--png-index FILE
Choose a different name for the html index file which is created. If the name is /dev/null, no index file is created.
ipacsum draws a dashed horizontal line indicating the average value in each png picture. Specify this option to suppress that line.
--png-normalize SEC
This setting changes the scale on the Y axis. The scale is set to "bytes per SEC seconds". The default value is 1, resulting in a scale of "bytes per second". If set to 8, the scale will be "bytes per 8 seconds" which is in fact the same as "bits per second" (and the scale label is "bits / sec" in this special case indeed). Other values are possible, for example, for a scale of "bytes per hour", set this to 3600 (60*60).

If set to 0, the Y scale is what you could call "absolute". The scale factor is now evaluated from the --interval (see above) setting which defaults to one hour (resulting in a display of bytes / hour). The input data is no longer divided into intervals of exactly one pixel per interval, but the pixels are divided into n pixels per (constant) interval. The resulting X,Y value dots in the matrix are displayed stronger and are connected with lines.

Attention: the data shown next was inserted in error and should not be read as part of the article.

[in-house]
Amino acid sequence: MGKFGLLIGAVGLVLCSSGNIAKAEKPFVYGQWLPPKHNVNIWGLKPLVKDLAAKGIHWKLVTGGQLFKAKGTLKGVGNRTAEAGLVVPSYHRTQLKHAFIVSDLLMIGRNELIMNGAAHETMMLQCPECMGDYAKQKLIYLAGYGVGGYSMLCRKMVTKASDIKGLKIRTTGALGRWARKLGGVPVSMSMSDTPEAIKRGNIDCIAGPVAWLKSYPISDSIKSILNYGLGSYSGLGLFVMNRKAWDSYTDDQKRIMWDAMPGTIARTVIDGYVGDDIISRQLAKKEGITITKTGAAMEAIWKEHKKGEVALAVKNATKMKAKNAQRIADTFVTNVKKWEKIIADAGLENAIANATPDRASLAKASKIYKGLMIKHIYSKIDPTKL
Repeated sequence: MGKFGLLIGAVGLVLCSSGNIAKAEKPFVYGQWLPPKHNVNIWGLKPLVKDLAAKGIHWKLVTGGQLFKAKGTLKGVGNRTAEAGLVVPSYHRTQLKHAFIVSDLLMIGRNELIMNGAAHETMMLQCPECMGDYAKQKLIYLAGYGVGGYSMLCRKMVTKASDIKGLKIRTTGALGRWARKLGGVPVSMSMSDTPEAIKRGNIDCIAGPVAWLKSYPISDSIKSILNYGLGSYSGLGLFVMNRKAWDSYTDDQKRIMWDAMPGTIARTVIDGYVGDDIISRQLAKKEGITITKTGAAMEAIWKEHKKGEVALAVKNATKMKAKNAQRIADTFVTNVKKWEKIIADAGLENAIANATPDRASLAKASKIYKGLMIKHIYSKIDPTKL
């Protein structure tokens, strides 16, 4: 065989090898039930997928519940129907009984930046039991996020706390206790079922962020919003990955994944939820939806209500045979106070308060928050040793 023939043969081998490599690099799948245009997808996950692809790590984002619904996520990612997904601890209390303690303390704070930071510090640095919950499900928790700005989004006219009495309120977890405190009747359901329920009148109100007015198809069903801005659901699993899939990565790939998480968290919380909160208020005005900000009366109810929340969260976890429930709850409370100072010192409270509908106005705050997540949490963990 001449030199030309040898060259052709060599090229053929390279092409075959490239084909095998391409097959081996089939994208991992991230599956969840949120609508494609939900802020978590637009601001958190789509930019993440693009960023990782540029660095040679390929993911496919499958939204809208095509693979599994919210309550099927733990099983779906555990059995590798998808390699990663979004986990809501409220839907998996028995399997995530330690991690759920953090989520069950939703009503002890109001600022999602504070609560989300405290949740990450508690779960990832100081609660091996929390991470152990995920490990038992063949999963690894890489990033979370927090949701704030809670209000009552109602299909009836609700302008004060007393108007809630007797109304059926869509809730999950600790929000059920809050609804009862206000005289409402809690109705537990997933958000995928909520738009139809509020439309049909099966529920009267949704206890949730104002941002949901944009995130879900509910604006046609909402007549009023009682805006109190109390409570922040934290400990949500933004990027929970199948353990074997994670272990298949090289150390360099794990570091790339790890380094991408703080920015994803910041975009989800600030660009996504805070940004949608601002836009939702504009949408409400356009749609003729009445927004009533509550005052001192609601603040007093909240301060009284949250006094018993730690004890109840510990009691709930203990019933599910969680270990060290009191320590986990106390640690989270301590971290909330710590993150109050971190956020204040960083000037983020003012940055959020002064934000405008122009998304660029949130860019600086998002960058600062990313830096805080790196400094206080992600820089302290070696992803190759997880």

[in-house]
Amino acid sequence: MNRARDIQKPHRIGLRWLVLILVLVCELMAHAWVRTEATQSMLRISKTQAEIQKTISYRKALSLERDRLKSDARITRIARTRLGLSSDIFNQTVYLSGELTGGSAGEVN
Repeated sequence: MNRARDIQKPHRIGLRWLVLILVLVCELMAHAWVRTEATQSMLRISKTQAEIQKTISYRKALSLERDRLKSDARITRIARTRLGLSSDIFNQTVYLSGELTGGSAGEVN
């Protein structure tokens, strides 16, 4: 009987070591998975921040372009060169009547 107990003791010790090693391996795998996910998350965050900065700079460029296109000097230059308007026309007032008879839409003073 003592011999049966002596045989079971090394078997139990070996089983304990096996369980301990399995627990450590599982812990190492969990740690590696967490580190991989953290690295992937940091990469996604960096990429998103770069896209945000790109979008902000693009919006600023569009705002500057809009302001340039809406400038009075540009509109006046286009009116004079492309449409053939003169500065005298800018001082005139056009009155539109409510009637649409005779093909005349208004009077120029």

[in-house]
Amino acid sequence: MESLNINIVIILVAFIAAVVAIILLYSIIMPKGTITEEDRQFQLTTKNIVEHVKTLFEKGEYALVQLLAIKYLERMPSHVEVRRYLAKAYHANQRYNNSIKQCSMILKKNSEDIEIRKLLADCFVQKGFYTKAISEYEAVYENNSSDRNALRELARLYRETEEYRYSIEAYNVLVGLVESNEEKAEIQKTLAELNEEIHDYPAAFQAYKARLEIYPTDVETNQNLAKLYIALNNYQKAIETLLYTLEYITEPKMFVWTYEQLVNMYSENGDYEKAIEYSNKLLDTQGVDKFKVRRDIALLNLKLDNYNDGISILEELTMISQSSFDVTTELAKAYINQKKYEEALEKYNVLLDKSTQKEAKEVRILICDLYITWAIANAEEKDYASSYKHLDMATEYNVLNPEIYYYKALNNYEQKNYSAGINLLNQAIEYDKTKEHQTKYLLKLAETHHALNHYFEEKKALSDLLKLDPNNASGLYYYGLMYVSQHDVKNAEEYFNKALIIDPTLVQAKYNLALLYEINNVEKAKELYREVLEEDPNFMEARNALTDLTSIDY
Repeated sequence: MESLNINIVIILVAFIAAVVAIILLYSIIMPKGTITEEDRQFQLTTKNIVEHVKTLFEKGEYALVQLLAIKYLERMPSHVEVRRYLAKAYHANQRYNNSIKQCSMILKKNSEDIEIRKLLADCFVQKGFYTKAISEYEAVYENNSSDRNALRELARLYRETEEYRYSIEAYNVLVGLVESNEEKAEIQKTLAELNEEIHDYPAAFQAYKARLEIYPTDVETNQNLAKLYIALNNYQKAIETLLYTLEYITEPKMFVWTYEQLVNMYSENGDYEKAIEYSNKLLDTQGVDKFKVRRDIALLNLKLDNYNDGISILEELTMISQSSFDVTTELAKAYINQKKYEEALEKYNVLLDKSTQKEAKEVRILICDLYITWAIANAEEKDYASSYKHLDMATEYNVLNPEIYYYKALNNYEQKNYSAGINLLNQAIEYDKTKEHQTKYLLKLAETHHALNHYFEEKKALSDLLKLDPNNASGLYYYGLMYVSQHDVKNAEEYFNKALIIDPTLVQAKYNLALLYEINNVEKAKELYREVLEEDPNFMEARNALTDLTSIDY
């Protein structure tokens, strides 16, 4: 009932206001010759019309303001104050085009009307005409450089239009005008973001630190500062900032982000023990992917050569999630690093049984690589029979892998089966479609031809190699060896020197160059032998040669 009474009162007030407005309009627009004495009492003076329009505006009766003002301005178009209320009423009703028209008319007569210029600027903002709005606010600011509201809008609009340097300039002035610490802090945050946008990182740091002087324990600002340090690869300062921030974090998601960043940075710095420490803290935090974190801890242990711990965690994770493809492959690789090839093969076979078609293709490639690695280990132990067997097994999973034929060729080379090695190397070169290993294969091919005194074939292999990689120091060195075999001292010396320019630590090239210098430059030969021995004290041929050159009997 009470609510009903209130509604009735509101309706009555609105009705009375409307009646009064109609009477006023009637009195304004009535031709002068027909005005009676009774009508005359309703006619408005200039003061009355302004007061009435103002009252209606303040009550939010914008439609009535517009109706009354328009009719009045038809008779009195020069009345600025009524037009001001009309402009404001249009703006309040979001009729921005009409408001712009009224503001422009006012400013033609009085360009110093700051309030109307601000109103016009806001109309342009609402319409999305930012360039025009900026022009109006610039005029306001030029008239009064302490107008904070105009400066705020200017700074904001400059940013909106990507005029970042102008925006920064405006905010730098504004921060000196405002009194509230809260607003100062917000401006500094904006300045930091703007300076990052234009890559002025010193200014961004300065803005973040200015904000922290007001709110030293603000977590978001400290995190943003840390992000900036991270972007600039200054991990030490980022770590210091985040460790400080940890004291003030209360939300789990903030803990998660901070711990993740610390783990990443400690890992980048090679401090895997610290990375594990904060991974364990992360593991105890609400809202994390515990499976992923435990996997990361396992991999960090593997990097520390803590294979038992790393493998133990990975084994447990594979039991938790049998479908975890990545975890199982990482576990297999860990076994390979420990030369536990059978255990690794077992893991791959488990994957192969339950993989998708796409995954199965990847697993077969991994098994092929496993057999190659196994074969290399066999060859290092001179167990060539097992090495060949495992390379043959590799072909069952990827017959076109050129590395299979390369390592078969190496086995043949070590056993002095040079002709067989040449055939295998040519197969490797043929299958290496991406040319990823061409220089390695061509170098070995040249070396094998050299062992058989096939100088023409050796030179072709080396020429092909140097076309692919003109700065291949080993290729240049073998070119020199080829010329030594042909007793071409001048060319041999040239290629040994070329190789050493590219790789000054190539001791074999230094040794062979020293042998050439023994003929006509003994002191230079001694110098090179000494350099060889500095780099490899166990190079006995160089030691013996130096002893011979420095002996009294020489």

Does anybody understand this and has an idea how to explain better?

--png-filename-prefix PREFIX
Prefix every image file name with PREFIX.
Put total byte count value - as displayed in the text output - into image caption (maximum and average values are there anyway).
Use a smaller font in the image for labels and scales.
--png-width N
Set the image width to N pixels.


To display a summary of accounting data for last month:

% ipacsum --timeframe "last month"

To display a summary of accounting data since midnight with a graph with one line per hour:

% ipacsum --timeframe today --graph

To display a summary of accounting data for the last ten days with a graph with one line for each day, and only for rules containing "isili":

% ipacsum --starttime 10D --graph --interval 1D --filter isili

To summarize all accounting data of 1997 into one file for the whole year without displaying anything:

% ipacsum --starttime 1997 --endtime 19971231235959 --replace >/dev/null

or, if we are in 1998:

% ipacsum --timeframe "last year" --replace >/dev/null

To create png graph images of all rules for the last month in the directory /tmp, including a html file called "index.html" to display them all at once in a web browser:

% ipacsum --timeframe "last month" --png /tmp --png-index



The default accounting file directory, mostly fed by fetchipac(8).


The graph printing function (--graph) doesn't work very well and the output is ugly. Use --png instead.  


ipacsum understands an option "--debug dbopt" if the debugging code wasn't stripped out during installation. The dbopt argument can be one or more of the following items, separated by space, which each switch on one debugging option. If you want to switch on more than one, put the list into double quotes. All debugging options produce output on stdout.
Prints a list of all data files ipacsum reads


This man page belongs to ipac version 1.10. For updates and other information, look at  


Moritz Both <>  


fetchipac(8), ipacset(8), perlre(1).




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Time: 23:52:01 GMT, March 01, 2024